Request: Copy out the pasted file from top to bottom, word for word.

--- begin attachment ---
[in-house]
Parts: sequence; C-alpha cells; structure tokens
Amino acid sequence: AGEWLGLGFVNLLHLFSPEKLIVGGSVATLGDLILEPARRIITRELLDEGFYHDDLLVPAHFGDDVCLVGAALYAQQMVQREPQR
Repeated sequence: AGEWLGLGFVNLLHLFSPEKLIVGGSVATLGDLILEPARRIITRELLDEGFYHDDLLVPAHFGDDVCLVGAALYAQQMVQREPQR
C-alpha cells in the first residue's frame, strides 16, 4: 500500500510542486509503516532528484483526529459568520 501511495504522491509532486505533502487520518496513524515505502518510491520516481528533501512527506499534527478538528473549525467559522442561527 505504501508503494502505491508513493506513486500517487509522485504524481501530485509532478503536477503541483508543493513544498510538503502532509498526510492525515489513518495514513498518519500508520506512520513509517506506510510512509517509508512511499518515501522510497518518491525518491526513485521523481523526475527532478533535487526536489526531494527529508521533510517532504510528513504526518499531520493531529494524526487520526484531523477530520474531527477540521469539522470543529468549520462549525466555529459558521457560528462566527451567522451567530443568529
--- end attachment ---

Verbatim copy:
[in-house]
Parts: sequence; C-alpha cells; structure tokens
Amino acid sequence: AGEWLGLGFVNLLHLFSPEKLIVGGSVATLGDLILEPARRIITRELLDEGFYHDDLLVPAHFGDDVCLVGAALYAQQMVQREPQR
Repeated sequence: AGEWLGLGFVNLLHLFSPEKLIVGGSVATLGDLILEPARRIITRELLDEGFYHDDLLVPAHFGDDVCLVGAALYAQQMVQREPQR
C-alpha cells in the first residue's frame, strides 16, 4: 500500500510542486509503516532528484483526529459568520 501511495504522491509532486505533502487520518496513524515505502518510491520516481528533501512527506499534527478538528473549525467559522442561527 505504501508503494502505491508513493506513486500517487509522485504524481501530485509532478503536477503541483508543493513544498510538503502532509498526510492525515489513518495514513498518519500508520506512520513509517506506510510512509517509508512511499518515501522510497518518491525518491526513485521523481523526475527532478533535487526536489526531494527529508521533510517532504510528513504526518499531520493531529494524526487520526484531523477530520474531527477540521469539522470543529468549520462549525466555529459558521457560528462566527451567522451567530443568529